What are We Doing to First Time Buyers?
Half of all first-time buyers could be denied the mortgage theywant under planned restrictions that are causing deep concern across government.Plans from the FSA will mean mortgage applicants undergoing “affordabilityassessments” to show that they can pay significantly more than the cost of themortgage they want to take out.
Proposals to restrict the terms of mortgages to 25 years and an end to “selfcertification”loans, which allow the self-employed to declare their income, are alsobeing considered. Interest-only mortgages will come under review next year. First-timebuyers already face serious obstacles to home ownership. Lenders are demandingsubstantial deposits and refusing loans or increasing interest rates for those who cannotraise them. I heard this week that ministers are deeply concerned that the pendulum infavour of regulation may have swung too far, storing up the potential for economic andsocial problems at a time when lending is already at a ten-year low. First-time buyersand those struggling with repayments are particularly vulnerable to the threat of higherinterest rates in the new year.
The number of first-time buyers in the three months to September was 5 per cent lowerthan in the same period of 2009, as most lenders continue to shun those with a 10 percent deposit or charge exorbitant premiums of between 3 and 5 per cent. TheGovernment insists the rise in tuition fees to be decided this week, potentially saddlinggraduates with £40,000 of debt, will not have an impact on their ability to borrow, butsome mortgage brokers have called this into question. Ministers believe the FSA iswrong to suggest that the changes will have a tiny impact on mortgage take-up, andthe Treasury is being warned that new regulations would encourage excessively riskaverse decision-making by banks. They have seized on Council of Mortgage Lenders(CML) estimates that show that under the proposals, 60 per cent of first-time buyerswould have been affected if the rules had been in place between 2005 and 2009. TheCML also calculates that 45 per cent of first-time buyers granted mortgages in the firsthalf of this year would have been rejected or allowed to borrow only a lesser amount ifthe mortgage rules had been in force. Overall, CML figures show that mortgage lendingwill be £9 billion this year, compared with £41 billion in 2008 and £110 billion in 2006,as banks struggle to rebuild their balance sheets. However, the FSA has pointed out thatthe 350,000 borrowers in arrears and the 54,000 repossessions last year meant that itmust ensure that there was no return to risky lending.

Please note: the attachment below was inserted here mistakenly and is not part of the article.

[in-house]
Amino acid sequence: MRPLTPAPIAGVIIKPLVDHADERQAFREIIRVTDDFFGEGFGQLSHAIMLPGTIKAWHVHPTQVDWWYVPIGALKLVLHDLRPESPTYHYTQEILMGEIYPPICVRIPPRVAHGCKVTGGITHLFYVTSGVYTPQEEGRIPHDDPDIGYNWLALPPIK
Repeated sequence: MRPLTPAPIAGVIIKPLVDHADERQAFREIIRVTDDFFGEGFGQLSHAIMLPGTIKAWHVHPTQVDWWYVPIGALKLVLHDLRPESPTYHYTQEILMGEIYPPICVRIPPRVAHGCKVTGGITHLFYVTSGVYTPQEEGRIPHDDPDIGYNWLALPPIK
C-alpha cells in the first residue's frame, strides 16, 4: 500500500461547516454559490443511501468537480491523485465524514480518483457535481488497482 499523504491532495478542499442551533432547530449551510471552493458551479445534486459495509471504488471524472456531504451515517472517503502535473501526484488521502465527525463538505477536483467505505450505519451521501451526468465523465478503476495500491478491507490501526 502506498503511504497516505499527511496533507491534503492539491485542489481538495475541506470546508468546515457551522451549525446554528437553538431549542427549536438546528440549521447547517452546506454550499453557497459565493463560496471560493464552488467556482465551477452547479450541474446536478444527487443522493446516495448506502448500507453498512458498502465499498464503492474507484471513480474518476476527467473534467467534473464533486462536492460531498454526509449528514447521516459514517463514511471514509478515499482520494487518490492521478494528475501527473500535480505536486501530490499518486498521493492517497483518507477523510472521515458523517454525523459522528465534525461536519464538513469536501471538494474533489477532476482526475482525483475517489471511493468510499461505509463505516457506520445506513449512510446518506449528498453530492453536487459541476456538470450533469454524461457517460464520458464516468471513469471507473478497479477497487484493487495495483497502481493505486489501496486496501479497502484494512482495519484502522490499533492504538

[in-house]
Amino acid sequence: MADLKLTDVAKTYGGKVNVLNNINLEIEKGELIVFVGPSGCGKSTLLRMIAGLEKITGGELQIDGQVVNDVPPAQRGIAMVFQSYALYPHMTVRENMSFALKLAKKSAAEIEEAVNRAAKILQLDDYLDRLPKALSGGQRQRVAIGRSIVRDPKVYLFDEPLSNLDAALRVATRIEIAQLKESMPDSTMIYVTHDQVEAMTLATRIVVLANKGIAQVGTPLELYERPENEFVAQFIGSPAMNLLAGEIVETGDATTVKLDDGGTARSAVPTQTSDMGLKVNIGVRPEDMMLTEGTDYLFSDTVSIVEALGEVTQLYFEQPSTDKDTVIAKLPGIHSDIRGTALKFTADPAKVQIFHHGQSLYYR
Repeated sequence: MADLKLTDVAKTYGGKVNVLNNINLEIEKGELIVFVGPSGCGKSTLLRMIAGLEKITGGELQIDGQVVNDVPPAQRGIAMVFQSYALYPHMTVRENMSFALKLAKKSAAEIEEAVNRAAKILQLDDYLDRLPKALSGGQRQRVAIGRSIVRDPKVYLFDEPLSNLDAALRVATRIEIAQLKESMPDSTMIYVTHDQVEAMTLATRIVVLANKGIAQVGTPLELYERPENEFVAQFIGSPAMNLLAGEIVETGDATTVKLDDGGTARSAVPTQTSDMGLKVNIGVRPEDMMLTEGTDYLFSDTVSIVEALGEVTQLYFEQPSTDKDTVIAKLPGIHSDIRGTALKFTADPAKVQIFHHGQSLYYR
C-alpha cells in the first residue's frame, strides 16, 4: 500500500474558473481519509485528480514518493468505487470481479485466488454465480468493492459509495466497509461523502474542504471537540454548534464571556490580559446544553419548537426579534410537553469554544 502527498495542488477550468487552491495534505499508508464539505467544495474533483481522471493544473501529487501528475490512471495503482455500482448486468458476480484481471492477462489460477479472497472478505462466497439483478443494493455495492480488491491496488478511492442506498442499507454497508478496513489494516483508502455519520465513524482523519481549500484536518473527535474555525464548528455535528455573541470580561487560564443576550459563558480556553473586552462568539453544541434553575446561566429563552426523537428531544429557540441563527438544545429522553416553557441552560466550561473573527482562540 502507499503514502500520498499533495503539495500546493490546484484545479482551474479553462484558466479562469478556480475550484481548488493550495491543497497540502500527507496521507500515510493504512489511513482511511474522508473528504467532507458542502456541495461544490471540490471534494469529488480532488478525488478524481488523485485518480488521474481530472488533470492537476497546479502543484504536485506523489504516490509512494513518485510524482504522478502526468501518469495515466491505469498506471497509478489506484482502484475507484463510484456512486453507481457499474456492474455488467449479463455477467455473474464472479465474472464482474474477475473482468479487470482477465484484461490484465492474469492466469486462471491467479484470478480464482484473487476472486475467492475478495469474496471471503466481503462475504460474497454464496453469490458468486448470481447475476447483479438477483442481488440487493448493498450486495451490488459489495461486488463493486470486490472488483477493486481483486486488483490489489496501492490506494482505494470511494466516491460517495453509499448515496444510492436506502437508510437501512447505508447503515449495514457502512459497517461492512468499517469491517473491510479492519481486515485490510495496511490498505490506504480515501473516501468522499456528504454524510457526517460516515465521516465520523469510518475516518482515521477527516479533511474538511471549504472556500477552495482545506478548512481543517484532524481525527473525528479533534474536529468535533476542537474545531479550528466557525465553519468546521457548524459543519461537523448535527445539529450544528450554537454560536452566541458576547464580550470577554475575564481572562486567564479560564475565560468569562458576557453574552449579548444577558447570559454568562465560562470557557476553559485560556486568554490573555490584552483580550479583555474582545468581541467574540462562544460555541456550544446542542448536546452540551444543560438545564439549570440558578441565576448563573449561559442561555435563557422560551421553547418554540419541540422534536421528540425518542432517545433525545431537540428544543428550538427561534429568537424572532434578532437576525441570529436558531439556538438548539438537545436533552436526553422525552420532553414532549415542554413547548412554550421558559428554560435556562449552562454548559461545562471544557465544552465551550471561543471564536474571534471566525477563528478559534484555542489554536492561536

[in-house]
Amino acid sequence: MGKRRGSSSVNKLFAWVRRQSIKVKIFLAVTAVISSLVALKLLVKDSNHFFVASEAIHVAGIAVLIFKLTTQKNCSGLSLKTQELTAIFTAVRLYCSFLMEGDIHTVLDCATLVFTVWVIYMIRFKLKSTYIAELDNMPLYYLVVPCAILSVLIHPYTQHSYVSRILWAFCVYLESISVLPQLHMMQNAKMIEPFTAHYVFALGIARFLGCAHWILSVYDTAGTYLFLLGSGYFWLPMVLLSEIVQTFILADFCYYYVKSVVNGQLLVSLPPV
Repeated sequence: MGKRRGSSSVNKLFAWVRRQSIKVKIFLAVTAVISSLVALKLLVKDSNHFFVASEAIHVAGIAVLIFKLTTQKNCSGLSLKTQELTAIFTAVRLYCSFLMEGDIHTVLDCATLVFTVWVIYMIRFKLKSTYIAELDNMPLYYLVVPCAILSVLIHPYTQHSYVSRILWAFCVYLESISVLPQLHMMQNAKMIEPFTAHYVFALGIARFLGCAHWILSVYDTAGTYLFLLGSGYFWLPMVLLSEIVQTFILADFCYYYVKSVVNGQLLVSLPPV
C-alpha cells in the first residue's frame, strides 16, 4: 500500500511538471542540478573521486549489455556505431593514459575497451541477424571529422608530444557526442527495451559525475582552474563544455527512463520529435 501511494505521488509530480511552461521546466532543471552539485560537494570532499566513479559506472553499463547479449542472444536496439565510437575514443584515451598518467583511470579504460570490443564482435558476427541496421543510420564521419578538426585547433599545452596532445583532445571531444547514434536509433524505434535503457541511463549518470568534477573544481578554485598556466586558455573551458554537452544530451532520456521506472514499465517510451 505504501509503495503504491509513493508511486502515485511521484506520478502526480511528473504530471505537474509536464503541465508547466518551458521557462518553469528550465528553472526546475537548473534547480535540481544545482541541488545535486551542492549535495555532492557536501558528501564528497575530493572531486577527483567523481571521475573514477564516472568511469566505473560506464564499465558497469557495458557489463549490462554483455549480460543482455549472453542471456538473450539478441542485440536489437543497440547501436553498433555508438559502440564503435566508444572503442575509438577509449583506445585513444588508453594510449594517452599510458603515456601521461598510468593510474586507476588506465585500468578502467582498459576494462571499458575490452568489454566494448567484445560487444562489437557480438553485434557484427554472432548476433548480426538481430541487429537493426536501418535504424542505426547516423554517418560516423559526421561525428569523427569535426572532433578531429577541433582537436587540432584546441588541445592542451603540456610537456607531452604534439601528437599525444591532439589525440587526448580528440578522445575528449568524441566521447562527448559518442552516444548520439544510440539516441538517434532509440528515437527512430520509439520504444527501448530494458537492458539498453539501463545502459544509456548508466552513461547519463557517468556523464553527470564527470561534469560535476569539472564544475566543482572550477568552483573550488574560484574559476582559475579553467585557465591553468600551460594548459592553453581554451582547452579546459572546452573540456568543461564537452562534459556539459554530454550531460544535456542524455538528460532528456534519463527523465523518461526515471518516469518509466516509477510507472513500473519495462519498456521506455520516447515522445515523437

Two major charities, Citizens Advice and Shelter, said they supported the FSA’s proposalsto introduce tough income and affordability checks on mortgage borrowers. An FSAspokeswoman said it was aware of the sensitivity of the issue. “We are not rushing orimplementing changes right now, and we are incredibly mindful of the impact.”Mark Hoban, the Treasury Minister, has told the Commons that he believes the FSA mustlook “very carefully at the impact on home ownership and particularly on those peoplewho are looking to move shortly”.
Grant Shapps, the Housing Minister, said he did not want the FSA micro-managing themarket. “I welcome this review of the mortgage market, not least because we can seehow terribly things went wrong in the past,” he said. “It is crucial, however, to ensurethat the review addresses the problems of the future, rather than trying to fix the gaping holes of the past.”
Andrew Tyrie, chairman of the Treasury select committee, said: “We must have amortgage market that is capable of responding to the increasing diversity and flexibilityof the UK labour market. Care is required to make sure we don’t lose the competitionof the marketplace, particularly at this time. Better to get it right than rush it.”